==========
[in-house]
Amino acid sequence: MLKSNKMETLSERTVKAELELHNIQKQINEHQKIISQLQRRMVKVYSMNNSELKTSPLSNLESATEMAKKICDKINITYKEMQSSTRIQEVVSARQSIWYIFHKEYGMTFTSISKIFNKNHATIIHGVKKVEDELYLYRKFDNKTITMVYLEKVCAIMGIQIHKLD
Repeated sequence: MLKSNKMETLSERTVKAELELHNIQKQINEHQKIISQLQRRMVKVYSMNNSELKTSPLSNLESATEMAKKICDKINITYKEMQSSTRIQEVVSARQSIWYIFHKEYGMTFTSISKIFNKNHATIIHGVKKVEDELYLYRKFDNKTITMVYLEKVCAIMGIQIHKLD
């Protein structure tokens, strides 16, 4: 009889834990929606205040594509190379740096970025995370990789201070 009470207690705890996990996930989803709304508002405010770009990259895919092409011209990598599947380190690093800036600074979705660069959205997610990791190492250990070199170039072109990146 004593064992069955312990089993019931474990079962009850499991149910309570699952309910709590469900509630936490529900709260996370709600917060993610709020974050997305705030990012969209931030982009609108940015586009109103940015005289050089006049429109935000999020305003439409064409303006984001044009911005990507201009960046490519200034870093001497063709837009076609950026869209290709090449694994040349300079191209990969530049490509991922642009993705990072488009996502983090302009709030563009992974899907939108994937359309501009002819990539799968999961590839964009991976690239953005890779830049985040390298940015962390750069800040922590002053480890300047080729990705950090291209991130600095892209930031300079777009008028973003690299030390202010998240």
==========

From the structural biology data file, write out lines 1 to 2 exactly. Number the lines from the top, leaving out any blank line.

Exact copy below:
[in-house]
Amino acid sequence: MLKSNKMETLSERTVKAELELHNIQKQINEHQKIISQLQRRMVKVYSMNNSELKTSPLSNLESATEMAKKICDKINITYKEMQSSTRIQEVVSARQSIWYIFHKEYGMTFTSISKIFNKNHATIIHGVKKVEDELYLYRKFDNKTITMVYLEKVCAIMGIQIHKLD